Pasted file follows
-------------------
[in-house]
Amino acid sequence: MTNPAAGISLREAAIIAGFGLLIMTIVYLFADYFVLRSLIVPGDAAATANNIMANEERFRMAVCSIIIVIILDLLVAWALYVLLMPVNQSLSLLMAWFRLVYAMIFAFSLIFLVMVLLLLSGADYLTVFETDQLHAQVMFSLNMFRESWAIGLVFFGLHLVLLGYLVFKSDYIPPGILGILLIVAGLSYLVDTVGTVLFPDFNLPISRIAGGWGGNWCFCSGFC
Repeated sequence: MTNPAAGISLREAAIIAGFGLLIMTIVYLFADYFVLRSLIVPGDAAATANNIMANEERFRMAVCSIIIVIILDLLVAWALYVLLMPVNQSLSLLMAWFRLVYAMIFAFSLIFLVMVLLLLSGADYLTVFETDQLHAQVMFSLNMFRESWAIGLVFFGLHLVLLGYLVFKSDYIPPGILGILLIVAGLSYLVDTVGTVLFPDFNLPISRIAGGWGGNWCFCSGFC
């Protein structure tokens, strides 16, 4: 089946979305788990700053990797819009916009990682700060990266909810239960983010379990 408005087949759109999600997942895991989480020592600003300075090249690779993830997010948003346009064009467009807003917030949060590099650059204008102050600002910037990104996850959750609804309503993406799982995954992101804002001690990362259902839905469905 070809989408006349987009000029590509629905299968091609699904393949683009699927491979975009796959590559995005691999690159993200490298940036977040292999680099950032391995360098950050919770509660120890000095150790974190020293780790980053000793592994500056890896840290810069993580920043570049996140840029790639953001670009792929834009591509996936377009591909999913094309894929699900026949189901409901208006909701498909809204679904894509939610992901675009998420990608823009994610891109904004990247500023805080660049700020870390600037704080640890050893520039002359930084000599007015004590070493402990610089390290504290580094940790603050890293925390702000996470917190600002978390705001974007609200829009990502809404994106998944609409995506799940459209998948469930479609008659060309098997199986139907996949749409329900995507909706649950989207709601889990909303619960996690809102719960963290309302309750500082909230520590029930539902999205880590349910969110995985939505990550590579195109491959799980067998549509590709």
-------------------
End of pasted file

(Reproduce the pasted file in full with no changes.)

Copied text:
[in-house]
Amino acid sequence: MTNPAAGISLREAAIIAGFGLLIMTIVYLFADYFVLRSLIVPGDAAATANNIMANEERFRMAVCSIIIVIILDLLVAWALYVLLMPVNQSLSLLMAWFRLVYAMIFAFSLIFLVMVLLLLSGADYLTVFETDQLHAQVMFSLNMFRESWAIGLVFFGLHLVLLGYLVFKSDYIPPGILGILLIVAGLSYLVDTVGTVLFPDFNLPISRIAGGWGGNWCFCSGFC
Repeated sequence: MTNPAAGISLREAAIIAGFGLLIMTIVYLFADYFVLRSLIVPGDAAATANNIMANEERFRMAVCSIIIVIILDLLVAWALYVLLMPVNQSLSLLMAWFRLVYAMIFAFSLIFLVMVLLLLSGADYLTVFETDQLHAQVMFSLNMFRESWAIGLVFFGLHLVLLGYLVFKSDYIPPGILGILLIVAGLSYLVDTVGTVLFPDFNLPISRIAGGWGGNWCFCSGFC
């Protein structure tokens, strides 16, 4: 089946979305788990700053990797819009916009990682700060990266909810239960983010379990 408005087949759109999600997942895991989480020592600003300075090249690779993830997010948003346009064009467009807003917030949060590099650059204008102050600002910037990104996850959750609804309503993406799982995954992101804002001690990362259902839905469905 070809989408006349987009000029590509629905299968091609699904393949683009699927491979975009796959590559995005691999690159993200490298940036977040292999680099950032391995360098950050919770509660120890000095150790974190020293780790980053000793592994500056890896840290810069993580920043570049996140840029790639953001670009792929834009591509996936377009591909999913094309894929699900026949189901409901208006909701498909809204679904894509939610992901675009998420990608823009994610891109904004990247500023805080660049700020870390600037704080640890050893520039002359930084000599007015004590070493402990610089390290504290580094940790603050890293925390702000996470917190600002978390705001974007609200829009990502809404994106998944609409995506799940459209998948469930479609008659060309098997199986139907996949749409329900995507909706649950989207709601889990909303619960996690809102719960963290309302309750500082909230520590029930539902999205880590349910969110995985939505990550590579195109491959799980067998549509590709």